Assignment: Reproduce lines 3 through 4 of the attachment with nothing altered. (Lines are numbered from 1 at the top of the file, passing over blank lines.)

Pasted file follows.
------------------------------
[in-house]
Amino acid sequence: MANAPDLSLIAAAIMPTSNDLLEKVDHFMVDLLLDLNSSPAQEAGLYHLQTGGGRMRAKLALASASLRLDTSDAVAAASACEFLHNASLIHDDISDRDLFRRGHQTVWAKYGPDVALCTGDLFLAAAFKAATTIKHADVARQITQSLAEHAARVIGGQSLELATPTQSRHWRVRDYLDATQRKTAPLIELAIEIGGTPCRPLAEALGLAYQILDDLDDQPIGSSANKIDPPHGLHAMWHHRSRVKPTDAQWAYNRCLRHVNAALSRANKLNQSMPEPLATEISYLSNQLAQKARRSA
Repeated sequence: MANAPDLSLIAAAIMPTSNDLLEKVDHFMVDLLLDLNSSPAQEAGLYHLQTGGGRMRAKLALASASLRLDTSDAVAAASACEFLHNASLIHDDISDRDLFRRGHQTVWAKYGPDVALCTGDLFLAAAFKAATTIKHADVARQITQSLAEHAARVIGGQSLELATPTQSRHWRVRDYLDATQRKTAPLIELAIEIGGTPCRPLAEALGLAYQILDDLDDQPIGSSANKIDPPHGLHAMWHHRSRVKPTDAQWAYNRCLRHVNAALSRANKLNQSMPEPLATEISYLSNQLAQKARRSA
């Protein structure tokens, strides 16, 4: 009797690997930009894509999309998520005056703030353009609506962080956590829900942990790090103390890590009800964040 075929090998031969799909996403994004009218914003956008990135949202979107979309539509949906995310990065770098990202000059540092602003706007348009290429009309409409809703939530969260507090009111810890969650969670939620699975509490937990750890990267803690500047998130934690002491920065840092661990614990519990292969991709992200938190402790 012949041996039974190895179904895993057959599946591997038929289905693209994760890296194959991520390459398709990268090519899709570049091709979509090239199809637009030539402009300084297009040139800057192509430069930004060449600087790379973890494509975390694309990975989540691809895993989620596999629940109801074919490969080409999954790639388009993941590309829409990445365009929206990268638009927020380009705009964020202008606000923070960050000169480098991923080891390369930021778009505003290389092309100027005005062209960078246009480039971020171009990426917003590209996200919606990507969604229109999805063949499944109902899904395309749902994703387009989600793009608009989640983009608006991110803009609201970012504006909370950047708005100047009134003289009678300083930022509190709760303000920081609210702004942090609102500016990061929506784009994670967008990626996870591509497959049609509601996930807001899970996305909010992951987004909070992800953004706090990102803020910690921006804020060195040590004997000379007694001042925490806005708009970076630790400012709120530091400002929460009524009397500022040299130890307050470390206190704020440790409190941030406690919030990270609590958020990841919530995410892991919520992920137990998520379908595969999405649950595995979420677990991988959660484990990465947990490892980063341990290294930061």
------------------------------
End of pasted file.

Repeated sequence: MANAPDLSLIAAAIMPTSNDLLEKVDHFMVDLLLDLNSSPAQEAGLYHLQTGGGRMRAKLALASASLRLDTSDAVAAASACEFLHNASLIHDDISDRDLFRRGHQTVWAKYGPDVALCTGDLFLAAAFKAATTIKHADVARQITQSLAEHAARVIGGQSLELATPTQSRHWRVRDYLDATQRKTAPLIELAIEIGGTPCRPLAEALGLAYQILDDLDDQPIGSSANKIDPPHGLHAMWHHRSRVKPTDAQWAYNRCLRHVNAALSRANKLNQSMPEPLATEISYLSNQLAQKARRSA
């Protein structure tokens, strides 16, 4: 009797690997930009894509999309998520005056703030353009609506962080956590829900942990790090103390890590009800964040 075929090998031969799909996403994004009218914003956008990135949202979107979309539509949906995310990065770098990202000059540092602003706007348009290429009309409409809703939530969260507090009111810890969650969670939620699975509490937990750890990267803690500047998130934690002491920065840092661990614990519990292969991709992200938190402790 012949041996039974190895179904895993057959599946591997038929289905693209994760890296194959991520390459398709990268090519899709570049091709979509090239199809637009030539402009300084297009040139800057192509430069930004060449600087790379973890494509975390694309990975989540691809895993989620596999629940109801074919490969080409999954790639388009993941590309829409990445365009929206990268638009927020380009705009964020202008606000923070960050000169480098991923080891390369930021778009505003290389092309100027005005062209960078246009480039971020171009990426917003590209996200919606990507969604229109999805063949499944109902899904395309749902994703387009989600793009608009989640983009608006991110803009609201970012504006909370950047708005100047009134003289009678300083930022509190709760303000920081609210702004942090609102500016990061929506784009994670967008990626996870591509497959049609509601996930807001899970996305909010992951987004909070992800953004706090990102803020910690921006804020060195040590004997000379007694001042925490806005708009970076630790400012709120530091400002929460009524009397500022040299130890307050470390206190704020440790409190941030406690919030990270609590958020990841919530995410892991919520992920137990998520379908595969999405649950595995979420677990991988959660484990990465947990490892980063341990290294930061």